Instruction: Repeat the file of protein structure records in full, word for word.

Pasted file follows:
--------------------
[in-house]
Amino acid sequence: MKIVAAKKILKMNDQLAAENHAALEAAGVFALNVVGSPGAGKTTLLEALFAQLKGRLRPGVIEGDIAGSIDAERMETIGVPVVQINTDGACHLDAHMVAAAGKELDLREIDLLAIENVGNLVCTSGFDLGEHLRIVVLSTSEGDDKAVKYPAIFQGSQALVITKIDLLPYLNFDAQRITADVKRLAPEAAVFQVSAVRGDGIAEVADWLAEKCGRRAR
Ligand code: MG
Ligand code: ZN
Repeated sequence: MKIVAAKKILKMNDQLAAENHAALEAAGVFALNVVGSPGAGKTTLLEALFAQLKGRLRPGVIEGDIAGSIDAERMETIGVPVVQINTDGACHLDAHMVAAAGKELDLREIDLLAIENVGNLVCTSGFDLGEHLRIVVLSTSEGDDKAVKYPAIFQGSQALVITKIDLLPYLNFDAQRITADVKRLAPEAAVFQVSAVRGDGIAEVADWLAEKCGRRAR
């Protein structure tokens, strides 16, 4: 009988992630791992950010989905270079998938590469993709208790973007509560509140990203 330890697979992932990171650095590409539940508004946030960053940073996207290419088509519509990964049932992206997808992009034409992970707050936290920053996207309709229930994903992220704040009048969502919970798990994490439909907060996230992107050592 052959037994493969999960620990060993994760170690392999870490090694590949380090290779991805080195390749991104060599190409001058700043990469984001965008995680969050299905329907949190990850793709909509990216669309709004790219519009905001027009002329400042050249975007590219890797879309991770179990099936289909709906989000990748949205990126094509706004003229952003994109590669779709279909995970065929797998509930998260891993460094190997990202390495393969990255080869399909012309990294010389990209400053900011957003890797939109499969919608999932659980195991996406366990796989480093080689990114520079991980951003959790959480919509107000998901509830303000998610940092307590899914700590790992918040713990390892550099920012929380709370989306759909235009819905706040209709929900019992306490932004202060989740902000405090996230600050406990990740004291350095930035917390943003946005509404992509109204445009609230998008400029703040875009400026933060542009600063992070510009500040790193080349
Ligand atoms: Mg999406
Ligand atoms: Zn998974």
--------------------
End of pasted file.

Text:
[in-house]
Amino acid sequence: MKIVAAKKILKMNDQLAAENHAALEAAGVFALNVVGSPGAGKTTLLEALFAQLKGRLRPGVIEGDIAGSIDAERMETIGVPVVQINTDGACHLDAHMVAAAGKELDLREIDLLAIENVGNLVCTSGFDLGEHLRIVVLSTSEGDDKAVKYPAIFQGSQALVITKIDLLPYLNFDAQRITADVKRLAPEAAVFQVSAVRGDGIAEVADWLAEKCGRRAR
Ligand code: MG
Ligand code: ZN
Repeated sequence: MKIVAAKKILKMNDQLAAENHAALEAAGVFALNVVGSPGAGKTTLLEALFAQLKGRLRPGVIEGDIAGSIDAERMETIGVPVVQINTDGACHLDAHMVAAAGKELDLREIDLLAIENVGNLVCTSGFDLGEHLRIVVLSTSEGDDKAVKYPAIFQGSQALVITKIDLLPYLNFDAQRITADVKRLAPEAAVFQVSAVRGDGIAEVADWLAEKCGRRAR
């Protein structure tokens, strides 16, 4: 009988992630791992950010989905270079998938590469993709208790973007509560509140990203 330890697979992932990171650095590409539940508004946030960053940073996207290419088509519509990964049932992206997808992009034409992970707050936290920053996207309709229930994903992220704040009048969502919970798990994490439909907060996230992107050592 052959037994493969999960620990060993994760170690392999870490090694590949380090290779991805080195390749991104060599190409001058700043990469984001965008995680969050299905329907949190990850793709909509990216669309709004790219519009905001027009002329400042050249975007590219890797879309991770179990099936289909709906989000990748949205990126094509706004003229952003994109590669779709279909995970065929797998509930998260891993460094190997990202390495393969990255080869399909012309990294010389990209400053900011957003890797939109499969919608999932659980195991996406366990796989480093080689990114520079991980951003959790959480919509107000998901509830303000998610940092307590899914700590790992918040713990390892550099920012929380709370989306759909235009819905706040209709929900019992306490932004202060989740902000405090996230600050406990990740004291350095930035917390943003946005509404992509109204445009609230998008400029703040875009400026933060542009600063992070510009500040790193080349
Ligand atoms: Mg999406
Ligand atoms: Zn998974």